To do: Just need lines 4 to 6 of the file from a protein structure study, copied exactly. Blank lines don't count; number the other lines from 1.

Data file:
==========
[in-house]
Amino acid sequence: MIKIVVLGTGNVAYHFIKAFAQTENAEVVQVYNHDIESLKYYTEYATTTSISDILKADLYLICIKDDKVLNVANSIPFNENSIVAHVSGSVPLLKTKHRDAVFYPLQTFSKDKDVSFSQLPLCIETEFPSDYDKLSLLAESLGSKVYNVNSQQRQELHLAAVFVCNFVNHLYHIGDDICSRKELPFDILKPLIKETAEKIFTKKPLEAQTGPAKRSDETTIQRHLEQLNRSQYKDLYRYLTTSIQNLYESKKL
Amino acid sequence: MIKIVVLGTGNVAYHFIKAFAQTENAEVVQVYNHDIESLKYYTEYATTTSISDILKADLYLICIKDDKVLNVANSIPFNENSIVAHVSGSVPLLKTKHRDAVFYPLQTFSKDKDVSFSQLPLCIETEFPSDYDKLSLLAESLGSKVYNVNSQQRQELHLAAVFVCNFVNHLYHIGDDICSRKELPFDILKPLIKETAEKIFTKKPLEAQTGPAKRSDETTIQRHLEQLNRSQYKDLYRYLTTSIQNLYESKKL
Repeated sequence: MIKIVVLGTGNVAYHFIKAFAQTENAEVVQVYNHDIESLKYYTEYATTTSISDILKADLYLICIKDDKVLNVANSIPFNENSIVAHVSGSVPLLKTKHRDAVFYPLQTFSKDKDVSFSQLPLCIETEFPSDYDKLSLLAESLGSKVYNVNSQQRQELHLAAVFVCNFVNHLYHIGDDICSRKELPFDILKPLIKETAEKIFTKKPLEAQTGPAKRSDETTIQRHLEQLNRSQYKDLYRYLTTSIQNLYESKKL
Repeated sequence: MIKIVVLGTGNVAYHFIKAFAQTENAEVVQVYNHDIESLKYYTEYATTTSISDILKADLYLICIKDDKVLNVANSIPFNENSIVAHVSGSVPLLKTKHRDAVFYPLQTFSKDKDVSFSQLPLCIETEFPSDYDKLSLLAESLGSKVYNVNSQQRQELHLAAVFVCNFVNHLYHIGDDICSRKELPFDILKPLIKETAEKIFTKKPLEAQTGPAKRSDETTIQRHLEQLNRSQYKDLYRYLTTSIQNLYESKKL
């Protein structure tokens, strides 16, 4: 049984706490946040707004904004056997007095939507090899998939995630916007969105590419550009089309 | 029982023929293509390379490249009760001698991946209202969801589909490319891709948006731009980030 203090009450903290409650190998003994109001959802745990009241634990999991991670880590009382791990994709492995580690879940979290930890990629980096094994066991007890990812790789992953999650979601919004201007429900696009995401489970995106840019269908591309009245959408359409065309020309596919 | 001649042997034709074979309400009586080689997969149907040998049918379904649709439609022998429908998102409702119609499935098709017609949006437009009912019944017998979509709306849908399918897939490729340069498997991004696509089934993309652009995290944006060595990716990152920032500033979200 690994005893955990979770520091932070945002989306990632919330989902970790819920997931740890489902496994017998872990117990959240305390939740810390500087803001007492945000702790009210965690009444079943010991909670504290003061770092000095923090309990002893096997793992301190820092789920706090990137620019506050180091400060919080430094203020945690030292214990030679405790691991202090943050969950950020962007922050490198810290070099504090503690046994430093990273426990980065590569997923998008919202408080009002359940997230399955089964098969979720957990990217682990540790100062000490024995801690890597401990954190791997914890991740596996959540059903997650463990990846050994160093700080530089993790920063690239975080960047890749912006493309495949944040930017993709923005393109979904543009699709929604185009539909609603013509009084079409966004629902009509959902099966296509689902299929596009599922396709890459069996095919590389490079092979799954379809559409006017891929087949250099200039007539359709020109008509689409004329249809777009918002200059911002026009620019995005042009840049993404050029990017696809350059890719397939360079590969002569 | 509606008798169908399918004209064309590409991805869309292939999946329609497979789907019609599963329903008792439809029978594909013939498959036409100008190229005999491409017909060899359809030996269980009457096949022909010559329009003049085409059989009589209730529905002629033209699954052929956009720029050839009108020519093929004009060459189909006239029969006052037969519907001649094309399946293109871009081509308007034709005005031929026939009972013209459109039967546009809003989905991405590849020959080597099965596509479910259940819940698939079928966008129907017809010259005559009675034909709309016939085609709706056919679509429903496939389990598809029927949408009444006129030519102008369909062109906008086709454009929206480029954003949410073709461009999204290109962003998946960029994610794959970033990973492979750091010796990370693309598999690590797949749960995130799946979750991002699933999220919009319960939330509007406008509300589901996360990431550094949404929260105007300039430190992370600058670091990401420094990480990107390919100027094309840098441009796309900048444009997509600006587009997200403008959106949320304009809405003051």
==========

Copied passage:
Repeated sequence: MIKIVVLGTGNVAYHFIKAFAQTENAEVVQVYNHDIESLKYYTEYATTTSISDILKADLYLICIKDDKVLNVANSIPFNENSIVAHVSGSVPLLKTKHRDAVFYPLQTFSKDKDVSFSQLPLCIETEFPSDYDKLSLLAESLGSKVYNVNSQQRQELHLAAVFVCNFVNHLYHIGDDICSRKELPFDILKPLIKETAEKIFTKKPLEAQTGPAKRSDETTIQRHLEQLNRSQYKDLYRYLTTSIQNLYESKKL
Repeated sequence: MIKIVVLGTGNVAYHFIKAFAQTENAEVVQVYNHDIESLKYYTEYATTTSISDILKADLYLICIKDDKVLNVANSIPFNENSIVAHVSGSVPLLKTKHRDAVFYPLQTFSKDKDVSFSQLPLCIETEFPSDYDKLSLLAESLGSKVYNVNSQQRQELHLAAVFVCNFVNHLYHIGDDICSRKELPFDILKPLIKETAEKIFTKKPLEAQTGPAKRSDETTIQRHLEQLNRSQYKDLYRYLTTSIQNLYESKKL
């Protein structure tokens, strides 16, 4: 049984706490946040707004904004056997007095939507090899998939995630916007969105590419550009089309 | 029982023929293509390379490249009760001698991946209202969801589909490319891709948006731009980030 203090009450903290409650190998003994109001959802745990009241634990999991991670880590009382791990994709492995580690879940979290930890990629980096094994066991007890990812790789992953999650979601919004201007429900696009995401489970995106840019269908591309009245959408359409065309020309596919 | 001649042997034709074979309400009586080689997969149907040998049918379904649709439609022998429908998102409702119609499935098709017609949006437009009912019944017998979509709306849908399918897939490729340069498997991004696509089934993309652009995290944006060595990716990152920032500033979200 690994005893955990979770520091932070945002989306990632919330989902970790819920997931740890489902496994017998872990117990959240305390939740810390500087803001007492945000702790009210965690009444079943010991909670504290003061770092000095923090309990002893096997793992301190820092789920706090990137620019506050180091400060919080430094203020945690030292214990030679405790691991202090943050969950950020962007922050490198810290070099504090503690046994430093990273426990980065590569997923998008919202408080009002359940997230399955089964098969979720957990990217682990540790100062000490024995801690890597401990954190791997914890991740596996959540059903997650463990990846050994160093700080530089993790920063690239975080960047890749912006493309495949944040930017993709923005393109979904543009699709929604185009539909609603013509009084079409966004629902009509959902099966296509689902299929596009599922396709890459069996095919590389490079092979799954379809559409006017891929087949250099200039007539359709020109008509689409004329249809777009918002200059911002026009620019995005042009840049993404050029990017696809350059890719397939360079590969002569 | 509606008798169908399918004209064309590409991805869309292939999946329609497979789907019609599963329903008792439809029978594909013939498959036409100008190229005999491409017909060899359809030996269980009457096949022909010559329009003049085409059989009589209730529905002629033209699954052929956009720029050839009108020519093929004009060459189909006239029969006052037969519907001649094309399946293109871009081509308007034709005005031929026939009972013209459109039967546009809003989905991405590849020959080597099965596509479910259940819940698939079928966008129907017809010259005559009675034909709309016939085609709706056919679509429903496939389990598809029927949408009444006129030519102008369909062109906008086709454009929206480029954003949410073709461009999204290109962003998946960029994610794959970033990973492979750091010796990370693309598999690590797949749960995130799946979750991002699933999220919009319960939330509007406008509300589901996360990431550094949404929260105007300039430190992370600058670091990401420094990480990107390919100027094309840098441009796309900048444009997509600006587009997200403008959106949320304009809405003051």